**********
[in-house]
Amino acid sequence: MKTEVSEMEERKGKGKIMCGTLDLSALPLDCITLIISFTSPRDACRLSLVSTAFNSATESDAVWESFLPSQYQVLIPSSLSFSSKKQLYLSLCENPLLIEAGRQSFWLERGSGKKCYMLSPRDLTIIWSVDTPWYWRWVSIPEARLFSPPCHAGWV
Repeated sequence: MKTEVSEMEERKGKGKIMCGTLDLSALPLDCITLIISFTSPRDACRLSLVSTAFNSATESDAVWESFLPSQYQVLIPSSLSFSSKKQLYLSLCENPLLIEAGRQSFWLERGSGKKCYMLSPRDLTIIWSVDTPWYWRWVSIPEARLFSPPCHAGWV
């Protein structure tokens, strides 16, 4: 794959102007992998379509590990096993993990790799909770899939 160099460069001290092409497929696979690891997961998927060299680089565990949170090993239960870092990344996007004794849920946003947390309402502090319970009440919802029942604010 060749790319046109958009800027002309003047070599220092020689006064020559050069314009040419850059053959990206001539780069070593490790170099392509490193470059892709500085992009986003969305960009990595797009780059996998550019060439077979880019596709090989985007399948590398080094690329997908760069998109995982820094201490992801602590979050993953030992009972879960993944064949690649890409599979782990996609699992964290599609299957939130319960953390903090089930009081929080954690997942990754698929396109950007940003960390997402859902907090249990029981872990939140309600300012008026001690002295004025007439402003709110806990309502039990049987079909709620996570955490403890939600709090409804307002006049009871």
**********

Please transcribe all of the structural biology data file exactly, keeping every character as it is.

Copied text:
[in-house]
Amino acid sequence: MKTEVSEMEERKGKGKIMCGTLDLSALPLDCITLIISFTSPRDACRLSLVSTAFNSATESDAVWESFLPSQYQVLIPSSLSFSSKKQLYLSLCENPLLIEAGRQSFWLERGSGKKCYMLSPRDLTIIWSVDTPWYWRWVSIPEARLFSPPCHAGWV
Repeated sequence: MKTEVSEMEERKGKGKIMCGTLDLSALPLDCITLIISFTSPRDACRLSLVSTAFNSATESDAVWESFLPSQYQVLIPSSLSFSSKKQLYLSLCENPLLIEAGRQSFWLERGSGKKCYMLSPRDLTIIWSVDTPWYWRWVSIPEARLFSPPCHAGWV
């Protein structure tokens, strides 16, 4: 794959102007992998379509590990096993993990790799909770899939 160099460069001290092409497929696979690891997961998927060299680089565990949170090993239960870092990344996007004794849920946003947390309402502090319970009440919802029942604010 060749790319046109958009800027002309003047070599220092020689006064020559050069314009040419850059053959990206001539780069070593490790170099392509490193470059892709500085992009986003969305960009990595797009780059996998550019060439077979880019596709090989985007399948590398080094690329997908760069998109995982820094201490992801602590979050993953030992009972879960993944064949690649890409599979782990996609699992964290599609299957939130319960953390903090089930009081929080954690997942990754698929396109950007940003960390997402859902907090249990029981872990939140309600300012008026001690002295004025007439402003709110806990309502039990049987079909709620996570955490403890939600709090409804307002006049009871």